Reading Candlestick Pattern
There are two types of financial market analysis: technical and fundamental. Fundamental analysis is based on macroeconomic conditions, quarterly earnings and the current interest rates to predict future price movements. Technical analysis uses charts that show patterns created by securities in the past.
This article will discuss the Candlestick patterns. We'll also show you how to read candlestick charts.
Candlestick patterns are formed when an asset's price changes. Although technical charts can show random patterns, traders use specific patterns to indicate whether they want to buy or sell. These patterns should not be taken as guarantees.
These patterns can be divided into two groups: bullish or bearish. Bearish patterns could indicate a rise in the price, while bullish patterns may signal a decline.
A candlestick, similar to a bar graph, shows whether the markets are open, closed, high, or low during the trade session. The "real body" is the largest portion of a candlestick. It refers to the price range between open and close during a trading session.
If the real body is dark in colour it indicates that the closing price is lower than the opening price. It is also possible to have an empty body. This means that the closing price was lower than the opening one.
The colour of trading platforms can be changed by traders. A down candle, for example, is shaded in red instead of black as previously described. An alternative to white, you can give the up candle a green color.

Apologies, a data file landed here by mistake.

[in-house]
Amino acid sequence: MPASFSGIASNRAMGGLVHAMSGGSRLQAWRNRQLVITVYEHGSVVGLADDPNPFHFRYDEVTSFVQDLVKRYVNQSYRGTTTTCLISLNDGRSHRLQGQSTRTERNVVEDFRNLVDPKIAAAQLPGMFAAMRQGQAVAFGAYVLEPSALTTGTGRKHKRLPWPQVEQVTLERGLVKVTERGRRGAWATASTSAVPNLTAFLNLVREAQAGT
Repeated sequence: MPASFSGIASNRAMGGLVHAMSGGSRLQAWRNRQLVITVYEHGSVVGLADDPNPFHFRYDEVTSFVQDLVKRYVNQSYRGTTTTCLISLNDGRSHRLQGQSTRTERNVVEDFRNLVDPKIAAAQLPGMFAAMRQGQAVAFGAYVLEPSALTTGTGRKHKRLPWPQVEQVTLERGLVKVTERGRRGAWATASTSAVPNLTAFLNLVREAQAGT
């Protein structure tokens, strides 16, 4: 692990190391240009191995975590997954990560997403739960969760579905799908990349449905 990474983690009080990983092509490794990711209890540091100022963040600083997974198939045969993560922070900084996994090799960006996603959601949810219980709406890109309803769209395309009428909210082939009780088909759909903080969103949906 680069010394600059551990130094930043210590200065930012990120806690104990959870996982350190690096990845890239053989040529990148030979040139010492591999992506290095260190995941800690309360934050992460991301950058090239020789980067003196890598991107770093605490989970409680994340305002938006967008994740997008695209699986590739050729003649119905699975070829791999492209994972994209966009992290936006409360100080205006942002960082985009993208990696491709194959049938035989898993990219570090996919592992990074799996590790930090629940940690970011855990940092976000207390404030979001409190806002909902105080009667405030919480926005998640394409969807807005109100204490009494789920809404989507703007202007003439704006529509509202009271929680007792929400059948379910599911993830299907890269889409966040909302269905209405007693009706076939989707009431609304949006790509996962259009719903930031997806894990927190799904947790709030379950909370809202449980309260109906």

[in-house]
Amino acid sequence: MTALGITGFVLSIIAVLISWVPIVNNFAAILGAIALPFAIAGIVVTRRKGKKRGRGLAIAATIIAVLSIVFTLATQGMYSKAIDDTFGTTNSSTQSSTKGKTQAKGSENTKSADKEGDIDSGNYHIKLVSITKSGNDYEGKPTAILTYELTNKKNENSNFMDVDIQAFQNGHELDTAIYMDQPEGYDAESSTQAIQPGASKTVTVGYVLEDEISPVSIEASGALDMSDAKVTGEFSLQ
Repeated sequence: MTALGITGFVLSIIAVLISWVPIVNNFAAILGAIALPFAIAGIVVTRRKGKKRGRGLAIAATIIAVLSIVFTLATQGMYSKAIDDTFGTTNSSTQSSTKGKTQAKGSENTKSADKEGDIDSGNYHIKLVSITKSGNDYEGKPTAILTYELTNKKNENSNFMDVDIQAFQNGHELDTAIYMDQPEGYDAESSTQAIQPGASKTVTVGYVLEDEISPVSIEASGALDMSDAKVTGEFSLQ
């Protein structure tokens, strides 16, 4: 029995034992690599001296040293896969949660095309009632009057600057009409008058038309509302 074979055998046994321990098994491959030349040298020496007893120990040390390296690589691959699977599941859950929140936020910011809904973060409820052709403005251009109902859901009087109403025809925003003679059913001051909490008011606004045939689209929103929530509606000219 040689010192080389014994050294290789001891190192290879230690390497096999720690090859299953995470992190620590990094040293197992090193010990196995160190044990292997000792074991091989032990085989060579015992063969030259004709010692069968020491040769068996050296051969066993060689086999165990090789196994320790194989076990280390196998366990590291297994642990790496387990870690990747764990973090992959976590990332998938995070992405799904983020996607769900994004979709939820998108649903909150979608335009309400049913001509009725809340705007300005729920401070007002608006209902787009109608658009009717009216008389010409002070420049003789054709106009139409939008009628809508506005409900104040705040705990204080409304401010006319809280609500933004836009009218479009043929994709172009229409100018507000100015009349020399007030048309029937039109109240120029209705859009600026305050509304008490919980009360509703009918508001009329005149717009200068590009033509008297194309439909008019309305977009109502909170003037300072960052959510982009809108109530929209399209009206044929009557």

How do you read candlestick patterns
There are many basic types of candlestick patterns, including bearish, bullish, bearish, bullish, engulfing, and bearish, engulfing. Let's now learn how to interpret candlesticks.
- Bearish Engulfing pattern: This is when the buyers and sellers of security have more than each other. This pattern can be seen when a large red body surrounds a smaller green body. This is a sign that the bears have control of the security and that it is likely to fall in price.
- Bullish Engulfing Pattern: This pattern is formed when buyers exceed sellers. This pattern looks like an extended green body that is engulfing small red body. This pattern is interpreted by traders as a buy signal. When a bullish-engulfing pattern forms, prices will likely move higher.
- Bearish Evening star: An evening Star is a pattern that forms when the security's price has reached its maximum. The pattern is considered bearish when the last candle in it opens below the previous days small real body. This pattern could indicate that security may be subject to selling pressure in the future.
- Bearish Harami This indicates that traders are uncertain. A bearish harami is a small, reddish body that lies within the body of the previous day. The up trend may continue if the price momentum is still upwards after such a pattern has been formed. However, if the price starts to fall, it is more likely that it will slide further.
- Bullish Harami A bullish harami is a pattern where a small, green-coloured, real body forms within the larger, real body from the previous day. This pattern indicates that the trend is stalling and an upward movement could soon follow.
- Bearish Harami cross: This pattern is formed during an uptrend. The pattern bearish harami crossed is formed when a doji follows a up candle. This is where the candlestick is almost equal open and closed. The doji also remains within the body of the previous session. This pattern is interpreted by traders the same way as a bearish Harami.
- Bullish Harami cross: This candlestick pattern forms during a downtrend. This happens when a down candle is followed by a doji. The formation occurs when a doji follows a down candle. It is similar to bullish Harami.
Conclusion:Candlestick patterns can help traders predict future price movements. Candlestick patterns help traders predict future price movements. Experts caution that they may not always be true.